Skip to Navigation Skip to Main Content

Corinth hears plans for Buc-ee’s

Profile image for By John D. Harden / Staff Writer
By John D. Harden / Staff Writer

CORINTH — More than 100 Corinth residents flocked to the City Council meeting Thursday night to hear developers of Buc-ee’s travel center deliver a presentation on possibly developing a new center within the Corinth city limits.

City officials tossed Buc-ee’s developers several questions about how they plan to make the proposed 60,000-square-foot development mesh with the city’s vision for growth during a joint special meeting with City Council members and the Planning and Zoning Commission.

The developers requested a meeting with the city to deliver a presentation in an effort to see if their development is a fit for the area.

If approved, it would be the first Buc-ee’s in North Texas and possibly the largest Buc-ee’s travel center. Buc-ee’s, a Texas-based company, is owned and operated by Arch Aplin III and Don Wasek.

Aplin said Thursday the company is interested in developing the new travel center on 20 acres west of Interstate 35 on land surrounding the Corinth Police Department.

No formal applications have been submitted, but Aplin said he wanted to first begin a dialogue with the council and residents to see if they would welcome the development.

Aplin told stakeholders he couldn’t imagine a better business model that fits within Corinth’s mission.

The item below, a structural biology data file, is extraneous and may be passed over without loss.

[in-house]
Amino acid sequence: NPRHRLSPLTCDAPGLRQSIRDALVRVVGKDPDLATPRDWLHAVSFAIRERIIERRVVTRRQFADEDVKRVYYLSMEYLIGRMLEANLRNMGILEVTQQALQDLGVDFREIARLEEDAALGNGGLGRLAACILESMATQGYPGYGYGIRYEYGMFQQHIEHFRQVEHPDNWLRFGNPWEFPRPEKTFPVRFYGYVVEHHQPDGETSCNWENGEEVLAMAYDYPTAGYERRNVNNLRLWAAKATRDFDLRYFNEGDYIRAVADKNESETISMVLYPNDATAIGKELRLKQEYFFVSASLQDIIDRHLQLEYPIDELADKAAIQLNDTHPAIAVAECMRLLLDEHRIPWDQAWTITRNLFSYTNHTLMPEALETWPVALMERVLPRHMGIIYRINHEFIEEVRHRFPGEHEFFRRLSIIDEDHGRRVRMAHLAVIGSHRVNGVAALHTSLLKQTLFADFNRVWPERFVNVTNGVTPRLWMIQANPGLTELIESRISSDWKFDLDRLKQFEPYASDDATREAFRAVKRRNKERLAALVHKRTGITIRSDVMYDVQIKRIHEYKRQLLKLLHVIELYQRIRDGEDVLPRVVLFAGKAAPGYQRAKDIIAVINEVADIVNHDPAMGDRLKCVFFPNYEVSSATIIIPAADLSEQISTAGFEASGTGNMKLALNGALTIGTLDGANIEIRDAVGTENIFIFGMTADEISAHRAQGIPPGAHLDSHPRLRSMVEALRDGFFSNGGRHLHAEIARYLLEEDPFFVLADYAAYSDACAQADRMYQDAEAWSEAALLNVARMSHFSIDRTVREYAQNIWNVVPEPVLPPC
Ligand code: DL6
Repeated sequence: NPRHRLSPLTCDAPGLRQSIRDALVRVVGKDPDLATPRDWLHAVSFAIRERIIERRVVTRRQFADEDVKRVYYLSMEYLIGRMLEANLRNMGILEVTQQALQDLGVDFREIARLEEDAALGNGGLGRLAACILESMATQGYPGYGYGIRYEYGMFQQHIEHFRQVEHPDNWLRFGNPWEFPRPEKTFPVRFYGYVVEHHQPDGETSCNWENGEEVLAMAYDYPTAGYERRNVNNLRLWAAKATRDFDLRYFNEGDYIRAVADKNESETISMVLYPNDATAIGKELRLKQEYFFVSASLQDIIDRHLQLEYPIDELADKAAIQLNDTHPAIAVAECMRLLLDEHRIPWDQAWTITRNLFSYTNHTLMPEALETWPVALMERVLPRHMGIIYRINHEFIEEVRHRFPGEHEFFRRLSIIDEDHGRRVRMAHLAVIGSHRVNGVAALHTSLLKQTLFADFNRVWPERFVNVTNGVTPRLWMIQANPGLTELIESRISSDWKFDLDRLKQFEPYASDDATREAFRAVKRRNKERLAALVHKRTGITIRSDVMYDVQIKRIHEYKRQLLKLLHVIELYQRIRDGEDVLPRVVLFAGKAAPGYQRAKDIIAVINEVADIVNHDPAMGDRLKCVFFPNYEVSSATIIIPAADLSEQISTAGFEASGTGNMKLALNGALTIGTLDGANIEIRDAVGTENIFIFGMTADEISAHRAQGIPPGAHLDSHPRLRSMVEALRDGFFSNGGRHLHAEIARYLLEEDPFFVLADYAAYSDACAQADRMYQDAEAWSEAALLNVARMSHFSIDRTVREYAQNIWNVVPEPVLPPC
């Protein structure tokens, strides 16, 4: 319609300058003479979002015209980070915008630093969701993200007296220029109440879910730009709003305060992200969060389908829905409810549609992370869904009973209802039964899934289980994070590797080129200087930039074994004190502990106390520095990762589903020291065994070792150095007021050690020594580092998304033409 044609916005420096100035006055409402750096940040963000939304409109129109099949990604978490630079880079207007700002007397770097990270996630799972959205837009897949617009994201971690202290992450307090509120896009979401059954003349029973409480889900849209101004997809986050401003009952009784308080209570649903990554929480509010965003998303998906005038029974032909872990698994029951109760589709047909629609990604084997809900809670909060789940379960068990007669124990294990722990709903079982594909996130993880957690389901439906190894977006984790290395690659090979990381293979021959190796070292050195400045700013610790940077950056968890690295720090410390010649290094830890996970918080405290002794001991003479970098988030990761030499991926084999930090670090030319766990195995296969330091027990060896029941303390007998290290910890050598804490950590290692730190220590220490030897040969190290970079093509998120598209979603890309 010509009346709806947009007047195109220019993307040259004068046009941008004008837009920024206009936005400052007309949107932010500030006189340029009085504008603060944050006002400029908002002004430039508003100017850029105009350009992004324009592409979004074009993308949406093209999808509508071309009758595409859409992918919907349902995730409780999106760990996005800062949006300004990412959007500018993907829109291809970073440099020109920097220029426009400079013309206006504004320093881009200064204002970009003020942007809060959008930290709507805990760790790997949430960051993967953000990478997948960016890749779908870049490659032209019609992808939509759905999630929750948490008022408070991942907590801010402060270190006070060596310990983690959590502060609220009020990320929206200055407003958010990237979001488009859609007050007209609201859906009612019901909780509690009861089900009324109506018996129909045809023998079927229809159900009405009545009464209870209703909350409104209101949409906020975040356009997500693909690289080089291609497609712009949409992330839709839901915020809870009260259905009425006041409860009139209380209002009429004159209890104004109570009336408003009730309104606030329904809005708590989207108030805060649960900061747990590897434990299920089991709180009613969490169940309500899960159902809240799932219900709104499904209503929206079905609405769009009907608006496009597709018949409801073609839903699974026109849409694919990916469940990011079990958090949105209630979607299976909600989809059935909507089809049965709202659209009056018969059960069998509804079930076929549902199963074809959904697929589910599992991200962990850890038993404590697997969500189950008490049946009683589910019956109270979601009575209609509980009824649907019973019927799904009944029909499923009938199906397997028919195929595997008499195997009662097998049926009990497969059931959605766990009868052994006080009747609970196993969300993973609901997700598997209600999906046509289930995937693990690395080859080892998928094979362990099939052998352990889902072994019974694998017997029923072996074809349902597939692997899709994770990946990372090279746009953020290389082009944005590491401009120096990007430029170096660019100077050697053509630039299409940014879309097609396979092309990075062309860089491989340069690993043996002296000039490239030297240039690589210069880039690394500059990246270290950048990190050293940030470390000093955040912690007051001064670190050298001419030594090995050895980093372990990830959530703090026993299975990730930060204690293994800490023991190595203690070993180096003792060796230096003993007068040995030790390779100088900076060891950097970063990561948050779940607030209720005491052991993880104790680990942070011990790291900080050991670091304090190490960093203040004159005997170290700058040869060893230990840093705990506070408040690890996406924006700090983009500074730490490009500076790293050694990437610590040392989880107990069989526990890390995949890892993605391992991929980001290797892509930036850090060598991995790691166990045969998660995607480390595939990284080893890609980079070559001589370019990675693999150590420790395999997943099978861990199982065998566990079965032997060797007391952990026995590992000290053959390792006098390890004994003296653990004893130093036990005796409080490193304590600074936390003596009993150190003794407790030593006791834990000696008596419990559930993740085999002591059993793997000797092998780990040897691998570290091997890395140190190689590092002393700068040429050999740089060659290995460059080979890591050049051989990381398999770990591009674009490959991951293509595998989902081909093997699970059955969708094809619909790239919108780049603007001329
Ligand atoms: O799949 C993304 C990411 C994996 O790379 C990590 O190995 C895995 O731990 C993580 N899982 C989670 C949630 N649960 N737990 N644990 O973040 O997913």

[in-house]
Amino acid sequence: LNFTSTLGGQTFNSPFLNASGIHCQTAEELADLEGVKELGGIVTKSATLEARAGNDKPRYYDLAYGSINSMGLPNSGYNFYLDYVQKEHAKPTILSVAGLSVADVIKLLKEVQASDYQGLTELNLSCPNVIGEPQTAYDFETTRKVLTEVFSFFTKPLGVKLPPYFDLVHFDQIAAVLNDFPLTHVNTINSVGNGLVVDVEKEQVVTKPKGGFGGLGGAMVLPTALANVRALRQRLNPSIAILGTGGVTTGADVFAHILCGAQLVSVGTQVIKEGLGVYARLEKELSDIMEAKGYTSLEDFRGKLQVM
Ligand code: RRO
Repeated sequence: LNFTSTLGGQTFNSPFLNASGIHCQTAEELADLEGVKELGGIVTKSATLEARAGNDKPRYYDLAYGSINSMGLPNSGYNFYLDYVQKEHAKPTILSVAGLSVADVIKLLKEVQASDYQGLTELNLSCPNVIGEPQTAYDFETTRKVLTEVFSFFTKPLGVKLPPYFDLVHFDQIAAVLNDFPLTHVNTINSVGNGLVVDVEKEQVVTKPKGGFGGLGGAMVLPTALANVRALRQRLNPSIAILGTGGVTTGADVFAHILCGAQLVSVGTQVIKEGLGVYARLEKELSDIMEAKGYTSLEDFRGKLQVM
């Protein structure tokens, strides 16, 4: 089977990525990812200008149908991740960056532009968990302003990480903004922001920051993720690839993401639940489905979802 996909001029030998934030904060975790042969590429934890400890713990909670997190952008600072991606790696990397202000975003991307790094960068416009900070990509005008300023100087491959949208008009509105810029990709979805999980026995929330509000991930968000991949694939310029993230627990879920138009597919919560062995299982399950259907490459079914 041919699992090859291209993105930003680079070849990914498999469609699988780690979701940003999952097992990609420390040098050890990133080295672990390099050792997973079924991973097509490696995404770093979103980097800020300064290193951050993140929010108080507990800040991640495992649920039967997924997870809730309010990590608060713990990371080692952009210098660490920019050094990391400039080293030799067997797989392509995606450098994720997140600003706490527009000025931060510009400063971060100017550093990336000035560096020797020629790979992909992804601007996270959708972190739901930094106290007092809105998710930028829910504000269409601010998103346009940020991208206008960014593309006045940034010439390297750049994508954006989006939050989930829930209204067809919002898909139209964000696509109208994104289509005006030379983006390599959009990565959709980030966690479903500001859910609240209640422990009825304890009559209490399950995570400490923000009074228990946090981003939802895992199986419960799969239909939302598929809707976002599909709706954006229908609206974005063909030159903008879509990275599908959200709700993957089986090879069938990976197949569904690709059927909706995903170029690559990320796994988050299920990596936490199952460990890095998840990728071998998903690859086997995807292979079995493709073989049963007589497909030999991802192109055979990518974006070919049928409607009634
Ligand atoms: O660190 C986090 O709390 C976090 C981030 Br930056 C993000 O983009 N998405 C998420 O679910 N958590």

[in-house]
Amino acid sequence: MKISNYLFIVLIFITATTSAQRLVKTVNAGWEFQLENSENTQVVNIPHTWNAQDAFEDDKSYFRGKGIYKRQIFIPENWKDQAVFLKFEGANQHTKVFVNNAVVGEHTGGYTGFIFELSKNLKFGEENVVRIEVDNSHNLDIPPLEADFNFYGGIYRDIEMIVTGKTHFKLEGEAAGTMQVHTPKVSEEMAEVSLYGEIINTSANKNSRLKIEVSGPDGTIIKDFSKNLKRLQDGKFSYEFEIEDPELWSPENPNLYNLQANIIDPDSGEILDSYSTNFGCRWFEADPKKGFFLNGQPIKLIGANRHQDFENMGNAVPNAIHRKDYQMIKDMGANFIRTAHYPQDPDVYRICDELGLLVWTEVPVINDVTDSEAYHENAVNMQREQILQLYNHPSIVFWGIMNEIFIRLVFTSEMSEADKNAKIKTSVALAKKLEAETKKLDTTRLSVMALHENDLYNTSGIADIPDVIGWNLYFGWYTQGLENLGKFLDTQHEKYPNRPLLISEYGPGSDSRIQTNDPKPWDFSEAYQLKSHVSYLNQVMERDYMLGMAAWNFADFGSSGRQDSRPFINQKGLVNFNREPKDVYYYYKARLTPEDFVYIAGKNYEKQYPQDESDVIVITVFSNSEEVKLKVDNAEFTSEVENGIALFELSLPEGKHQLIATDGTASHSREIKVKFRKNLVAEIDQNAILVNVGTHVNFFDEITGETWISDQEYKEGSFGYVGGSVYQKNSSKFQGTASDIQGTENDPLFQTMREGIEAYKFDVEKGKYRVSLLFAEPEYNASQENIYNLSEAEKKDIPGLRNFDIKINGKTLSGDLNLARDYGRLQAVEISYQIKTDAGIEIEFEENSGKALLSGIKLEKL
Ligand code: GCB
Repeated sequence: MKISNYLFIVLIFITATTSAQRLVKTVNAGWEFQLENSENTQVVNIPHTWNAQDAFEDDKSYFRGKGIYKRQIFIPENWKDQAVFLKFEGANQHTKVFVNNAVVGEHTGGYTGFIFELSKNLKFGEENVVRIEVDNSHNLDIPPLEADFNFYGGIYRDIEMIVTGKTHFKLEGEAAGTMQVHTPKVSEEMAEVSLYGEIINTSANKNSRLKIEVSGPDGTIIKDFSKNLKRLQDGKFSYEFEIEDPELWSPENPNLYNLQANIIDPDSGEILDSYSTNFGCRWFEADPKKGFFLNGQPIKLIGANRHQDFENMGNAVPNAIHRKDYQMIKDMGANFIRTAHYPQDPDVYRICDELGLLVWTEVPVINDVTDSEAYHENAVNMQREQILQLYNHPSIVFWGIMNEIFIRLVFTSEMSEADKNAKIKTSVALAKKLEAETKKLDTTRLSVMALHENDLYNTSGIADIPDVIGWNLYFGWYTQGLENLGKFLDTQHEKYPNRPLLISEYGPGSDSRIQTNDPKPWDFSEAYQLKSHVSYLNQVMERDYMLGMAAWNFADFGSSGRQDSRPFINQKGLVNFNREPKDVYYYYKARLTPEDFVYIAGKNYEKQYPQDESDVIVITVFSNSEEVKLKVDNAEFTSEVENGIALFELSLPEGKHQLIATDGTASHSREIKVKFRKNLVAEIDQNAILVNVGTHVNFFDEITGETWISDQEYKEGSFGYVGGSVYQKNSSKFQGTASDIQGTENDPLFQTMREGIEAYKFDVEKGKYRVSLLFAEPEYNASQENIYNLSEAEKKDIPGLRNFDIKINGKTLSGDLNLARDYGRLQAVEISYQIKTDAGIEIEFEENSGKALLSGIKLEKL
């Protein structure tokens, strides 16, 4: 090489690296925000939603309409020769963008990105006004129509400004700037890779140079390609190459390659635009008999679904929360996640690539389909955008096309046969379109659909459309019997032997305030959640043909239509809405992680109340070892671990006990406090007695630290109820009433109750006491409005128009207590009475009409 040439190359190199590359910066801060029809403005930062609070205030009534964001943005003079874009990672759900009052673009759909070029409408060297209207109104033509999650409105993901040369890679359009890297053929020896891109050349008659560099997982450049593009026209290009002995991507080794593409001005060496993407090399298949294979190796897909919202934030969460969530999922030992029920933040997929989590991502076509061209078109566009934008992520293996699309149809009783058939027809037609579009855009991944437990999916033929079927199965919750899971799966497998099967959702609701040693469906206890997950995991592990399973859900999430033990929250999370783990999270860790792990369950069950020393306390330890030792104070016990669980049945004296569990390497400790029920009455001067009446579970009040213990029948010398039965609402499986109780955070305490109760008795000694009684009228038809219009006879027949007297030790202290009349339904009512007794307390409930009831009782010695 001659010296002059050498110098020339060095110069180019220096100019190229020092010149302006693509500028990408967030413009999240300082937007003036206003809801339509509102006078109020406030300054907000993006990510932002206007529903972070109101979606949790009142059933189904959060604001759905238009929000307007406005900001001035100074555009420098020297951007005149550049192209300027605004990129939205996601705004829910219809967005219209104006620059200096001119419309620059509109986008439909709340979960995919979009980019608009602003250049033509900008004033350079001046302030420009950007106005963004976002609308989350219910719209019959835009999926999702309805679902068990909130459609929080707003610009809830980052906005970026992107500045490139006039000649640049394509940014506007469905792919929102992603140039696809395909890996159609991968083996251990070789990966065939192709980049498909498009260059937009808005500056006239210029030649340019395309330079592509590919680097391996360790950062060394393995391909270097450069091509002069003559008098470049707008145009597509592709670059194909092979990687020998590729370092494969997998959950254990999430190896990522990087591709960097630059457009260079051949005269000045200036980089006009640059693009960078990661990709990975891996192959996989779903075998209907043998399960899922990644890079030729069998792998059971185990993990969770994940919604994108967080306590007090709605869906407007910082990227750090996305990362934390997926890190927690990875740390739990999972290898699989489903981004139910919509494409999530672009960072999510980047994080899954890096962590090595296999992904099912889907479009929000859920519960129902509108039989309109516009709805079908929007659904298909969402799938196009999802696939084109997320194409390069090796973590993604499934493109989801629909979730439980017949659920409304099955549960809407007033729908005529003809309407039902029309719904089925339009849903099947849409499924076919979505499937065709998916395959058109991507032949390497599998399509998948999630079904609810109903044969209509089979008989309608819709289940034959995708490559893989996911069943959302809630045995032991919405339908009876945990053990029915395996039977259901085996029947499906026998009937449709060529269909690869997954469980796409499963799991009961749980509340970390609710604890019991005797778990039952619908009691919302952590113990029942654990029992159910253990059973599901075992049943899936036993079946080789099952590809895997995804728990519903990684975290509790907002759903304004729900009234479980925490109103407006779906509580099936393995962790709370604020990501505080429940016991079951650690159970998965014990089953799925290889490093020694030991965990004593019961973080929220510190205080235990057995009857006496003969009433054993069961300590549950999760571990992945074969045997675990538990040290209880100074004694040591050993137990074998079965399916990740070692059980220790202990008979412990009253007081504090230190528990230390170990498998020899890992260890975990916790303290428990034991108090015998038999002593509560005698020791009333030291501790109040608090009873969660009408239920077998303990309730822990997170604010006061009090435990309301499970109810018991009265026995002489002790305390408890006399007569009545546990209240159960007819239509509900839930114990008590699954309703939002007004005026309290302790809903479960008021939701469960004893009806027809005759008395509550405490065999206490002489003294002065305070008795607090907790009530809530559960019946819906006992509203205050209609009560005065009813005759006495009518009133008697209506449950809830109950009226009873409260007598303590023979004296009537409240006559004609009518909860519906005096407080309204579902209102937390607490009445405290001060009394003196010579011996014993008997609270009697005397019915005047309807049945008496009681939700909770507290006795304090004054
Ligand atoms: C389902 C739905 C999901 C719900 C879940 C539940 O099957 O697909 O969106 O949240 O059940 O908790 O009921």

“I wouldn’t be here if I didn’t think Buc-ee’s wouldn’t benefit the city,” he said.

Aplin said the business would create a new revenue stream for the city and create nearly 150 to 200 jobs.

However, many residents expressed opposition, saying the development would create more traffic congestion and destroy the peace and quiet that an adjacent neighborhood enjoys.

Many were concerned about the traffic that the “oversized” convenient store would attract, but others said the development would make Corinth a destination for motorists who would add revenue to the city.

One resident who opposed the development said she bought her home one year ago because it was located in a quiet part of the city, which could be home to the new business.

City Manager Rick Chaffin said the meeting was only an introduction of the business to city officials and residents. City officials didn’t discuss their views on the business because the developers had not submitted any official applications.

Chaffing said Buc-ee’s representative contacted the city more than one month ago to request a public meeting.

News of the meeting generated a lot of interest among residents, who filled every seat in the council chambers.

They filtered into the building with concerns, but many entered with more curiosity about the store, which would be the largest in Corinth if built as outlined in the presentation.

The travel center could include 60,000 square feet of retail space and about 96 gas pumps, officials have said.

JOHN D. HARDEN can be reached at 940-566-6882 and via Twitter at @JDHarden.